If Steve Zollos, CEO of Senior Services of Southeastern Virginia, sees a need, he’s going to try his best to address it.
When he was in college studying for his master’s degree, he made a decision to visit Crete, an island in Greece, to learn about where his grandfather was from and to meet some of his great aunts and uncles—including one great uncle who was 86 and living in a stone house with no electricity or running water. “He was a little different,” Steve chuckles. “To get around, he used a donkey instead of a car. A village of about 70 people was his social network.”
Steve immediately became concerned with meeting his relative’s needs. He wanted to ensure that his great uncle’s home was adequate and that he had the ability to get where he needed to go. “I told him as soon as I graduate, which was about four months later, I’ll come back and I will help you.” Upon graduation, Steve did just that. He moved to Crete and lived with his great uncle in the next year, helping him with his health and connectivity. This, which Steve describes as his first “official senior duties,” launched his path forward.
Three years ago, he joined Senior Services and has been the organization’s CEO since 2018. “We are the place seniors call when they’re in need,” he says. “It could be for food or medical assistance or to keep their lights on.”
During regular operations, Senior Services provided direct support to over 10,000 seniors in a year. Within a 2,000-square-mile service area, their organization gives assistance through various programs that address needs in transportation, healthcare and wellness and advance care planning as well as companion programs to keep seniors engaged and connected.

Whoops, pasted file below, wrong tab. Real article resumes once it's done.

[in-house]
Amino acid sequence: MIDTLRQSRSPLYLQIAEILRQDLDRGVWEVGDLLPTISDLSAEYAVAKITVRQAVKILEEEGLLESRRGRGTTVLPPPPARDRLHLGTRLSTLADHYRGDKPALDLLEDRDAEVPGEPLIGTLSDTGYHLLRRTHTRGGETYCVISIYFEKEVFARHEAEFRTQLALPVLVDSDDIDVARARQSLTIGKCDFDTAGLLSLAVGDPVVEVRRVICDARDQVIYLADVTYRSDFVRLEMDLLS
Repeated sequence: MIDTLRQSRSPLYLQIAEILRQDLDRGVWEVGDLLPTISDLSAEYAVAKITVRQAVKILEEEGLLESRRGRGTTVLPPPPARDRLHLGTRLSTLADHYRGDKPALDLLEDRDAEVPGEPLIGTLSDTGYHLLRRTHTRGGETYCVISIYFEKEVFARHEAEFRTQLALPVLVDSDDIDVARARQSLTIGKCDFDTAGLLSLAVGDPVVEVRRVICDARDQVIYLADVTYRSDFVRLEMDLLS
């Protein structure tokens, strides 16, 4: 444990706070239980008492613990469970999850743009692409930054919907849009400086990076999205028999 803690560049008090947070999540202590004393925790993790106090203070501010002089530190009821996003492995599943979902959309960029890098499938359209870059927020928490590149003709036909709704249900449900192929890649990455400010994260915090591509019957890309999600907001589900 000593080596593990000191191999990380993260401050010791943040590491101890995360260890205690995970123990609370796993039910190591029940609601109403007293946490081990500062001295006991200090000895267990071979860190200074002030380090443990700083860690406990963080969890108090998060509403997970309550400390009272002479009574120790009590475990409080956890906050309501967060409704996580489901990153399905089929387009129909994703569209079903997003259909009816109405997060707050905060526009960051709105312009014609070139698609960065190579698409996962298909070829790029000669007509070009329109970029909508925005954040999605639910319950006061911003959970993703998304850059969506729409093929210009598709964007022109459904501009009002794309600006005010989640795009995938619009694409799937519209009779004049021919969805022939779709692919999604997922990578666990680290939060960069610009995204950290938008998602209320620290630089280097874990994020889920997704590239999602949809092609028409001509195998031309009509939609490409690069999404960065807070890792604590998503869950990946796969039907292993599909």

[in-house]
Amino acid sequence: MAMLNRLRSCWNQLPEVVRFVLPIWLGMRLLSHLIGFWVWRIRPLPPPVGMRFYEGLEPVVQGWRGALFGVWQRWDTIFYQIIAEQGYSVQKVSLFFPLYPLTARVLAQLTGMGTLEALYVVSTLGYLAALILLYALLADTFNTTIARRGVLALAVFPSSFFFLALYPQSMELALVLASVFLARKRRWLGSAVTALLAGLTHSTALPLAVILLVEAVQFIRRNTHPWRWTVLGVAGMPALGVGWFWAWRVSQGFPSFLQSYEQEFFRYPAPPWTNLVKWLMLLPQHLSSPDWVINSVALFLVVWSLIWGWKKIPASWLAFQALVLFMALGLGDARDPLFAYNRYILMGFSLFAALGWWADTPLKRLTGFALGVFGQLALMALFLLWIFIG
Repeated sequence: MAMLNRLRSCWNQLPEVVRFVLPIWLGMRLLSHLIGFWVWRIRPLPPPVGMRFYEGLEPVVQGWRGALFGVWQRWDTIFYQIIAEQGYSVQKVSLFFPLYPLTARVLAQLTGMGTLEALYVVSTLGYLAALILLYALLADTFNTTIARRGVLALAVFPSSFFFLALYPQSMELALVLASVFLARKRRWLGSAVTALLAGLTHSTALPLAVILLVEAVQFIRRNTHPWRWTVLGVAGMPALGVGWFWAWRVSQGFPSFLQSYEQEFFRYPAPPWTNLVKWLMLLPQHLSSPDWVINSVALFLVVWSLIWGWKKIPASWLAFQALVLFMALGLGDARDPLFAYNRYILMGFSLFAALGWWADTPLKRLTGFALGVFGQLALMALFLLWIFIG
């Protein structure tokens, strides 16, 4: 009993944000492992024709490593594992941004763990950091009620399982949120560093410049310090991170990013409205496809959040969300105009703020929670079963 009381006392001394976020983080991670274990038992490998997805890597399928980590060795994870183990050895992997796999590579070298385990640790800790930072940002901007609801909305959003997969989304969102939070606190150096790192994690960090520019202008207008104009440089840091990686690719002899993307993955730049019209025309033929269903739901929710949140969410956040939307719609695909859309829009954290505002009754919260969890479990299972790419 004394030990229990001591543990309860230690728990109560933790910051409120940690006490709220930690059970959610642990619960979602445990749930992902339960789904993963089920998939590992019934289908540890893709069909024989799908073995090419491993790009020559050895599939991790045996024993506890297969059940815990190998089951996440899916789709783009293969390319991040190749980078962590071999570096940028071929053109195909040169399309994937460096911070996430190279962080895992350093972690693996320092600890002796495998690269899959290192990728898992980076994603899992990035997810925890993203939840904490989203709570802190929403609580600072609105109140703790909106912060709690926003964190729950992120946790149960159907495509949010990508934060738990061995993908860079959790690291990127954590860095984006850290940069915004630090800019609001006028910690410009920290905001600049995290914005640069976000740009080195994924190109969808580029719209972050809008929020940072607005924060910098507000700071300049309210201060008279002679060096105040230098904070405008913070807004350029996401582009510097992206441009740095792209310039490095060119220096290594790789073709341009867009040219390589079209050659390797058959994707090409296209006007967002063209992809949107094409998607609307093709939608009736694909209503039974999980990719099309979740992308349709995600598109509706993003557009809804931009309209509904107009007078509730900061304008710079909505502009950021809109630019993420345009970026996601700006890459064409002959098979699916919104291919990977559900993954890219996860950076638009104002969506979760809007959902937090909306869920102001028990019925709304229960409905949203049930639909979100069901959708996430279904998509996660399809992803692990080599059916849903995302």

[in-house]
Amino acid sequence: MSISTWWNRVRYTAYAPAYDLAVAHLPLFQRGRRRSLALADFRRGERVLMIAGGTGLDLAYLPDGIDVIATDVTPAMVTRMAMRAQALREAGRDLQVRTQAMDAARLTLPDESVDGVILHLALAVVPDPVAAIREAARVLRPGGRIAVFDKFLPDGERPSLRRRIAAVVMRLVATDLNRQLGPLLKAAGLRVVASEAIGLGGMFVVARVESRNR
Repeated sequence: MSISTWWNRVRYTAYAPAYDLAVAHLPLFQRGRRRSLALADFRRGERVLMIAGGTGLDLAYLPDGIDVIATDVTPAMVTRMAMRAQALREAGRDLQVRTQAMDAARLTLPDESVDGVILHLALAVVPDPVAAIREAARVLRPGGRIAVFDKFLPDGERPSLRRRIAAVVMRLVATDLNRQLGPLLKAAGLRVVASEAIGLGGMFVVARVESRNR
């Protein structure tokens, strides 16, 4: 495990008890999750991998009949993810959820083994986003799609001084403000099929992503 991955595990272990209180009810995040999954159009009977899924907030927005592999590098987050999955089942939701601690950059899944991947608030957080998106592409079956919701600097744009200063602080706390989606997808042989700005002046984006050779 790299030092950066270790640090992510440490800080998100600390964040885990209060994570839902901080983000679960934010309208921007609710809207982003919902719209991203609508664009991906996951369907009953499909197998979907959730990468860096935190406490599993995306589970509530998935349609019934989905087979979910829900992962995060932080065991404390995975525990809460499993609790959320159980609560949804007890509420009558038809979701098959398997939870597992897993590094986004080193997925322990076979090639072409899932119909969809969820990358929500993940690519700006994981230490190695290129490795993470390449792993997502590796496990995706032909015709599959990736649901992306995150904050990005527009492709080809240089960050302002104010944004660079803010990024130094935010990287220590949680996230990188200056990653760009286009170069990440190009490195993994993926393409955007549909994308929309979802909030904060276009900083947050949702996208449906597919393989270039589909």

Food assistance is also a large component of the organization. Last year alone, Senior Services had made over 100,000 Meals on Wheels deliveries and provided more than 50,000 meals in congregate settings. Those numbers are growing significantly with the COVID-19 pandemic. “If we stay on track for this year, we will triple what we did last year,” Steve estimates.
Along with needing to feed more individuals during the pandemic, Senior Services had to shift their service model in order to provide food safely. “When we came to the social isolation mandate and we recognized it was no longer safe to bring seniors to the centers for socialization, we shifted our thinking,” Steve explains. “We asked ourselves, ‘How can we keep these seniors fed; how can we keep them engaged?’” Their model would have to change from taking seniors to congregate feeding sites to bringing food directly to the seniors. “As we saw the demand rising, we started asking, ‘How do we navigate this thing?’” Steve recalls.
Meanwhile, the Foodbank was seeing an uptick in seniors who needed food assistance but didn’t have the resources or mobility to travel to a distribution site. Leaders of the two organizations began a conversation about getting food directly to seniors in need while maintaining their health and well-being. “We needed additional food but had the resources and ability to deliver,” Steve explains.
What resulted was a full partnership among the Foodbank, the YMCA of South Hampton Roads, Mercy Chefs and Senior Services of Southeastern Virginia. “The collaboration between nonprofits has been phenomenal because we were able to very quickly bring our talents and resources to the table,” Steve says. “With the Foodbank bringing in Mercy Chefs and the YMCAs for pickup and drop-off sites, we got way ahead of the curve on being able to meet the increasing demand for food in the community.”
The drivers who were typically picking seniors up and transporting them to feeding sites are now picking up meals and delivering them where they’re needed. It sounds simple enough, but Steve explains that meal deliveries are not just transactional. “Our drivers build relationships with people they serve,” he notes. Now that the drivers need to avoid face-to-face interactions, they cannot go in seniors’ homes to place the meals directly in their freezer. Instead, they’ll drop the meals off and then make a follow-up call. “We’ll let them know that the meals are there, ask them how they’re doing, ask if they have any other needs that we should to be aware of.” Steve says that for some seniors, this is the only contact they have each day. “Our drivers are more than just dropping something off,” he says. “They are a contact point; they are a friend.”